As we went to the bar and said hello the the landlord I started with a half of Holden’s Special (5.1%) which was a decent hard working bitter with a nice malt and a pleasant dry finish.
Good, but ironically, nothing special.
At this point in the proceedings Maisie, after slumping across the table for a bit, decided to go home.
She was tired.
It had been a long day and I have to say she’d equipped herself very well.

Mark and The Duchesse.

After she’d gone I headed for the pub’s Belgian Bar and bought Mark and myself each a bottle of Duchesse De Bourgogne by Brouwerij Verhaeghe (6.2%).
I’d not tried this beer before and it was a bit of a revelation, almost winning beer of the day.
But not quite.
Described as a “Flanders Red Ale”, the body is meaty and bordering on sour with a deep and dense port flavour and a dry tannin feel to the finish.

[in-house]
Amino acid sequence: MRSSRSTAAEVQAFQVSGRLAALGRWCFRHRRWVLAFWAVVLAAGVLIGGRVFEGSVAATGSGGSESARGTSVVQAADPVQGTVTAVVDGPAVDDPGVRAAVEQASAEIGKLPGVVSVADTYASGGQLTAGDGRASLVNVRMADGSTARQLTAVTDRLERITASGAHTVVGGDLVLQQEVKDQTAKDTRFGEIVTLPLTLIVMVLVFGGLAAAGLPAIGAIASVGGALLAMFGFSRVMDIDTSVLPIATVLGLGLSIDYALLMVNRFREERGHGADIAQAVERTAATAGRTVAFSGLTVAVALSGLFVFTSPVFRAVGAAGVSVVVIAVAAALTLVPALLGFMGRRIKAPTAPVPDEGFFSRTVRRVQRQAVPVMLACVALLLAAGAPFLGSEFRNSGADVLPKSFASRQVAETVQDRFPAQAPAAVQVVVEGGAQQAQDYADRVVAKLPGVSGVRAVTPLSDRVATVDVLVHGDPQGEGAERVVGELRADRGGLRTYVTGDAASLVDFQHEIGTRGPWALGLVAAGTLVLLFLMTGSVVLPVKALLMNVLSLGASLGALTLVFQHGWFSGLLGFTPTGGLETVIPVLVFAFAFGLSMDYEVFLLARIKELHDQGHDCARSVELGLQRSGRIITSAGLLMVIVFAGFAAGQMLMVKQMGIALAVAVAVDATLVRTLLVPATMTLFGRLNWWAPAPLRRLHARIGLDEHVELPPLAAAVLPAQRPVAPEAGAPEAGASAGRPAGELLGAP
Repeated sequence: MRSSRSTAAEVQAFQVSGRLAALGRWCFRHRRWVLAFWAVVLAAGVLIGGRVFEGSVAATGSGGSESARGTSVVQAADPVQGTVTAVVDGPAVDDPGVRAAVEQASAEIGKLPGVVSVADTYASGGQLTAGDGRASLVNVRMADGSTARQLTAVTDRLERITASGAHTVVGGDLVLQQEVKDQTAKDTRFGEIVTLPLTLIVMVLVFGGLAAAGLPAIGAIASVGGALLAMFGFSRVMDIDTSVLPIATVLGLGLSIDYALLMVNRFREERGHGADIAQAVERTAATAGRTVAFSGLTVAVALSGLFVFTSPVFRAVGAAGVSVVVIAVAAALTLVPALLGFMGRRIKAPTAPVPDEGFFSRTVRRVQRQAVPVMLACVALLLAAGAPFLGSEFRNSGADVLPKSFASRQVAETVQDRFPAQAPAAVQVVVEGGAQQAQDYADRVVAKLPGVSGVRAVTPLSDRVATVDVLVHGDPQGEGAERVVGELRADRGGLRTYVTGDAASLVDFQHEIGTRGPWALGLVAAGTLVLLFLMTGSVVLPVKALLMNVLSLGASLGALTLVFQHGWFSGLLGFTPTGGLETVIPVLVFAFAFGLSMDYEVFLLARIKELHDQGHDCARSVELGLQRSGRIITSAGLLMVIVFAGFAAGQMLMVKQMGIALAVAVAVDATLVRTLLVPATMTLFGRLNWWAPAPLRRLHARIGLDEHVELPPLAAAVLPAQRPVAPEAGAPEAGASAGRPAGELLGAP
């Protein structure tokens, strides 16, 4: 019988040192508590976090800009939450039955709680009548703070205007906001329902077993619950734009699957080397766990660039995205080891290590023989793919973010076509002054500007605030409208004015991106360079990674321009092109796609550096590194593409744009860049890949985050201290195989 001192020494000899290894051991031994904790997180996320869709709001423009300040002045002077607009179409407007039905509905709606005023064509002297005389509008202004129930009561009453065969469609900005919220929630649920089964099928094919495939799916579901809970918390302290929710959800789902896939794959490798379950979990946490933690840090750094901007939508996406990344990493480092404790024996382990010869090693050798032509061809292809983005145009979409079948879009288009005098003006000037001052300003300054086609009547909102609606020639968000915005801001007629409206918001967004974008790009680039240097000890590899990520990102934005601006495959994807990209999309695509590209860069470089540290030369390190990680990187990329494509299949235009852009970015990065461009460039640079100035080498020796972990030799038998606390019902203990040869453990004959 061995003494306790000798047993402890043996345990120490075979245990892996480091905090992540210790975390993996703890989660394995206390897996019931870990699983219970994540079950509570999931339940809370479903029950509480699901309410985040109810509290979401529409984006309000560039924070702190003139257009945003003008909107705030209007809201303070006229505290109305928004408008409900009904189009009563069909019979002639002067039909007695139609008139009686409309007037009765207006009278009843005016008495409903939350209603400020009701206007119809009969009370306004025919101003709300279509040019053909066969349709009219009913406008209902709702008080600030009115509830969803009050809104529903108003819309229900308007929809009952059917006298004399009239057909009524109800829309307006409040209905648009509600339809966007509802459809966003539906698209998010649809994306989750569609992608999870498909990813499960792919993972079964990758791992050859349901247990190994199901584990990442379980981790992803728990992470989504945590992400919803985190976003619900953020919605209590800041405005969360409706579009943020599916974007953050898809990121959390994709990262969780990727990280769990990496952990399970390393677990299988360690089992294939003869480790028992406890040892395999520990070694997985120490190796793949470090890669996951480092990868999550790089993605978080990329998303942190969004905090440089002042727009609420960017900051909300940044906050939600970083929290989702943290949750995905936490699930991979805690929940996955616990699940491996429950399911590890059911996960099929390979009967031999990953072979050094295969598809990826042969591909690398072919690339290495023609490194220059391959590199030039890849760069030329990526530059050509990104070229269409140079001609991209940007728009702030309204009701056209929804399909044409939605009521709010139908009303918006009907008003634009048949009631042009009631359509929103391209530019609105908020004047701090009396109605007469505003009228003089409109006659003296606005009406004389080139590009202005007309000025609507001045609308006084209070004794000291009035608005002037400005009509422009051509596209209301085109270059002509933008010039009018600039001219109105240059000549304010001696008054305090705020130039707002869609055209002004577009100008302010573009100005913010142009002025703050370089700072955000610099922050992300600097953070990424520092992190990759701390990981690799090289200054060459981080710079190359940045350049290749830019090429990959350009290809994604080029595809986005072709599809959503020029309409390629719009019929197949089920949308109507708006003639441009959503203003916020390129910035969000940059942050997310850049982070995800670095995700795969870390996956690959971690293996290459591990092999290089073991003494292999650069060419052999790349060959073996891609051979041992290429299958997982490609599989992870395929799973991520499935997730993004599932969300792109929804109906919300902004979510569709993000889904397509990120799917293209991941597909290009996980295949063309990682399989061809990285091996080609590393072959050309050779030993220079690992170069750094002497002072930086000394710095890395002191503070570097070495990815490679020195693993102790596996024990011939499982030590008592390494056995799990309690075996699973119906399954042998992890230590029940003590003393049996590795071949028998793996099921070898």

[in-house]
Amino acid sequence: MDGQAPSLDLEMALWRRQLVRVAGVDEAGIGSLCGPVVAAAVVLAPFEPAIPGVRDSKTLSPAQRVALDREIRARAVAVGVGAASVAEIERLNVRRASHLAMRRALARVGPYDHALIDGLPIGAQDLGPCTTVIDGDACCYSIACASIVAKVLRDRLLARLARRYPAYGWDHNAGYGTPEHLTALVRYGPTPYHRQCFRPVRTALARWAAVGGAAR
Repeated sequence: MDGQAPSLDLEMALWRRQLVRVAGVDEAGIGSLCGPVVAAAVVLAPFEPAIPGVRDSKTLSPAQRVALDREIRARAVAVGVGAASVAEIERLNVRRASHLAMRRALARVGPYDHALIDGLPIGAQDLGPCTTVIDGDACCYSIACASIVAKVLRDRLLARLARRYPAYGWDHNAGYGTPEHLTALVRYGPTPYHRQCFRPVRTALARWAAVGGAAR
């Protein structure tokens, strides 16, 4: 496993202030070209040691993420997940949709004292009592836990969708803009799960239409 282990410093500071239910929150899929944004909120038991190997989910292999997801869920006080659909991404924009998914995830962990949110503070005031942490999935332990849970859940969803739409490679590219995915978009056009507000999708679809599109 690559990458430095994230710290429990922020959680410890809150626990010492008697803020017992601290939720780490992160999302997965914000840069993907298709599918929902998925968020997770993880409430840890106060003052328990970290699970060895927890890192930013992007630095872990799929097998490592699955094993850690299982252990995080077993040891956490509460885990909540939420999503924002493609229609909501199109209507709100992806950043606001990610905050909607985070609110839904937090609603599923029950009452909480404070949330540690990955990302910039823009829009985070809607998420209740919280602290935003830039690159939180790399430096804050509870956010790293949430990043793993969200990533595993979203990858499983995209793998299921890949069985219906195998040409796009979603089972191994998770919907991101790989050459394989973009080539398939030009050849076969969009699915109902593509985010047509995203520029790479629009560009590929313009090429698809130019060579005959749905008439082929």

We stopped talking for a while and quietly savoured what we had in front of us.

Hunting for Gnomes.

And then we got silly and let the gnomes out.
Off to the bar Mark trotted and came back with a big fat bottle of Brasserie D’Achouffe La Chouffe (8%) and two glasses.
Sitting in the corner of the pub giggling and silly with a good friend and a big bottle of gnome fuelled beery greatness I was happy.
Eventually we had to call it a night and after popping back over the road for a cup of tea, Mark’s taxi arrived to whisk him back to his hotel and I fell into bed with a big smile and a slightly spinning head.

Another successful trip to Shropshire complete.
I’ve said it before and I’ll probably bore you with it again in the future, but if you’re ever in the area do visit Shrewsbury, it’s a beautiful town with some fantastic pubs.
Oh, and pop over to The Wrekin Tap too.

Thanks to all my chums and to my lovely daughter for spending the day with me.

About Simon Williams

Founder of CAMRGB. Member of The British Guild Of Beer Writers. Leftist bigmouth. Old and grumpy.